In an alternative Japan, intelligent dogs are downtrodden victims of social prejudice due to an ancient conflict. Following the outbreak of dog flu, Mayor Kobayashi of Megasaki hatches a plan to quarantine the dogs on a remote island. But when Kobayashi’s son makes it there in search of his pet, he joins a group of dogs with voices of identical-sounding American men to search for his pal and save all of dogkind.
The film starts strongly with a flashback prologue, showcasing the stunningly detailed animation and taiko drum-infused soundtrack which give it such a unique look and feel. The humans appear almost as real as those in Anomalisa, and there are a number of striking innovations in the way the film is animated, like switching from stop motion models to hand-drawn 2D animation when footage is shown on screens.
However, the wonderful work of a large number of artists is utterly ruined as Wes Anderson constructs a deadeningly dull and totally nonsensical film which feels far longer than its 100 minutes. The total lack of internal logic renders investment in the plot redundant, and divests the film of all suspense. And confusion over what type of film it wants to be make this less canine and more ca-nein!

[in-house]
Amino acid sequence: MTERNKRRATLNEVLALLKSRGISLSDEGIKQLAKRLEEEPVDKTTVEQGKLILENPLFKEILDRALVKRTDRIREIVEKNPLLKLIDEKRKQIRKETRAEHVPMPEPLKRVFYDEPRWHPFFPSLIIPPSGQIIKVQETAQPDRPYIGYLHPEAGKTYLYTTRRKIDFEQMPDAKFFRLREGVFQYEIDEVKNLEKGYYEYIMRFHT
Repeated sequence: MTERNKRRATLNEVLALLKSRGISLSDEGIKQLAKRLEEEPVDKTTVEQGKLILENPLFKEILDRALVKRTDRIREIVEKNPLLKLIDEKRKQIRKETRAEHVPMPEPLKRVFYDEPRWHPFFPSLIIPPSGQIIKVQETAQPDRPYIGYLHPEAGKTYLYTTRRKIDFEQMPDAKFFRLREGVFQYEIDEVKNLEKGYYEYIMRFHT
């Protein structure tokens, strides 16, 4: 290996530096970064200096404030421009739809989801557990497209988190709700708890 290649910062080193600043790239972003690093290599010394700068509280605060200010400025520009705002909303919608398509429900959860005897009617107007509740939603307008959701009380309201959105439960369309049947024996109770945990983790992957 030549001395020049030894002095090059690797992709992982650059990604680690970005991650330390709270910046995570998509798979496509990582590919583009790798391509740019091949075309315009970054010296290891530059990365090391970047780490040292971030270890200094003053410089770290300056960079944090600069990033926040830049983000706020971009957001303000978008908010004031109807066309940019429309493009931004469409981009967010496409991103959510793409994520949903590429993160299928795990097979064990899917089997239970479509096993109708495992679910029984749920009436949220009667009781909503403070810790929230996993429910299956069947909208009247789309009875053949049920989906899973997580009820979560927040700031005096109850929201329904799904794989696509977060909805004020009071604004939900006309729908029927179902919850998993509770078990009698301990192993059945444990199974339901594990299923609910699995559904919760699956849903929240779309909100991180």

It’s not really a kids film, in spite of what the talking animals suggest, with scenes featuring maimed dogs and operations. It’s not a comedy because it’s not funny, and it’s not an action/adventure because it’s boring as hell. Maybe this low-quality dog movie will start a new genre: the sub-woofer.
Anderson’s wise-ass decision to give all the main dog characters the voices of middle aged American men (Bryan Cranston, Edward Norton, Bob Balaban, Bill Murray, Jeff Goldblum) makes it hard to hear the difference between them, and the enforced deadpan style stunts the characterisation of the talented cast. But if this wasn’t bad enough for diversity, Anderson makes the one human hero in Megasaki the film’s only white character, in the form of American exchange student Tracey (Greta Gerwig). Unsurprisingly he’s already in the doghouse over that.
A lot of the attempted humour comes from cutesy dog moments, like a guard dog being given a bath, but on this level it’s as entertaining as a scroll through any Facebook newsfeed. The only genuinely amusing thing about this film is the fitting irony of the Kobayashi family sharing a name with the no-win scenario in Star Trek.
We had the peculiar distinction of watching this film on the Isle of Dogs itself. But even that couldn’t stop this barking bad snooze-fest from making me flea the cinema.
This is a great review that speaks to the virtues of the film very well. Plus I liked the Star Trek irony. I found Isle of Dogs hollow and not as emotionally accessible as Anderson’s other films.
You can find out more in my review below:
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